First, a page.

Reply To: Roadblocks to Adoption

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#1829
AvatarMatt
Participant

Thanks for the reply oldschoolc and the breakdown on your numbers. It’s interesting stuff.

With the filtering I didn’t mean “bad” as in get rid of results for those who didn’t swim well. I meant cases where the swimmer’s results – fast, slow, anything – would not be viable for use in judging the efficacy of the training: a non-data-point. If a swimmer missed 40% of the practices there is nothing that could be legitimately concluded about the training program from those results. Same with an injured swimmer. Or someone with a nasty flu 1 week out from champs. You know your swimmers: do you think your numbers would take a significant jump if the non-data-point results were removed?

Regarding the 200 vs 160 pound swimmer. First: 200 is arbitrarily larger than 160. Make it 190 if that fits better. I personally think even 15 pounds would equate to a distinct increase in speed, however, this is a thought experiment and I wanted to present a difference large enough to create a conclusion without being absurd. To wit: all else being equal it is patently obvious the 200 pounder is faster than the 160 pounder, therefore, size matters. I don’t see this as a contentious statement.

I think I am using “size” and “strength training” too interchangeably. I’d agree that strength training is not determinant, but size absolutely is. Genetics largely control size and coaches can’t control genetics (I can’t at any rate) thus I’m looking at how size can/should be best controlled. When considering a swimmer with genetics that wrap things up at the smaller end the spectrum (whether it’s short, scrawny or both) do we conclude there is no rationale for them to improve their size? That doesn’t make sense, so, how does one effectively address size if strength training –nominally the most effective way to build size – has no effect?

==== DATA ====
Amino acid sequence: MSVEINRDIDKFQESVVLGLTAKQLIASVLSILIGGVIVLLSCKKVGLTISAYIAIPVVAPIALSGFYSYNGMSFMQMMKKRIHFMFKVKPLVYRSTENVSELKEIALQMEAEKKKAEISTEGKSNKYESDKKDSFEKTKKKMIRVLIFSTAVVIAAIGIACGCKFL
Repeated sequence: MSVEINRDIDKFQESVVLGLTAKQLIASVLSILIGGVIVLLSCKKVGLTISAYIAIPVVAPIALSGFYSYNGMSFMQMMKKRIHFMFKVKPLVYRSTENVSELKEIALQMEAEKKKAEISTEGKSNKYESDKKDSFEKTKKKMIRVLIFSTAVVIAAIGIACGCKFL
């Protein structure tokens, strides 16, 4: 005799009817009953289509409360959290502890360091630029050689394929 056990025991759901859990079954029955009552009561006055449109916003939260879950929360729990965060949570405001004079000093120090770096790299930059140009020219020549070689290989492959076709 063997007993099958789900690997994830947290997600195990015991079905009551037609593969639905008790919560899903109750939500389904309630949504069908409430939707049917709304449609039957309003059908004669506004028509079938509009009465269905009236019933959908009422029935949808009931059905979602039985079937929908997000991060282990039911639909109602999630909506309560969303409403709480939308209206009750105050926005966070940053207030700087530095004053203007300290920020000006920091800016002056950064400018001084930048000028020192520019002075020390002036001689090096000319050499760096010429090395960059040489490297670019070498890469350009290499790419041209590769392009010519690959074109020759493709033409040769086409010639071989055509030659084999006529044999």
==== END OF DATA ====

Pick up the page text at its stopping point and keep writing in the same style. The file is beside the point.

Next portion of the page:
Understand that I *still* take the science at face value and do not doubt what you’ve documented in your program. Science has a solid track record for, say, a few hundred years so I’ll buy in and I’m sure you’re seeing what you’re seeing in your program. I’m trying to reconcile that science with what is patently obvious in the thought experiment and what is easily observed in champs meets across a wide range of levels (i.e. size matters). It doesn’t fit together, therefore, there are pieces missing to the narrative that “strength training doesn’t help.”

This goes directly back to the notion of adoption. There is not enough information or nuance to explain away strength training. Everything about the in-water portion of USRPT flows intuitively and its implications hang together well despite the large departure from what we’re all used to. The gaps in the strength training narrative change the nature of how the in-water portion is viewed. Skepticism and doubt flood in. Adoption becomes more difficult.

I’ve seen this repeatedly when presenting USRPT ideals to both swimmers and other coaches. I’m aware of how difficult change of this magnitude is. Anyone who’s read Rushall’s papers knows just how acutely aware he is given the repeated directive to “let go of what we think we know.” That’s all well and good, but people are only capable of those mental gymnastics to a point. From what I’ve seen the dryland/strength training end of it is a leap too far. If the dryland part of the narrative can be fleshed out to bridge the gap then the bar for adoption will be significantly easier to clear.

Thanks for your thoughts and replies.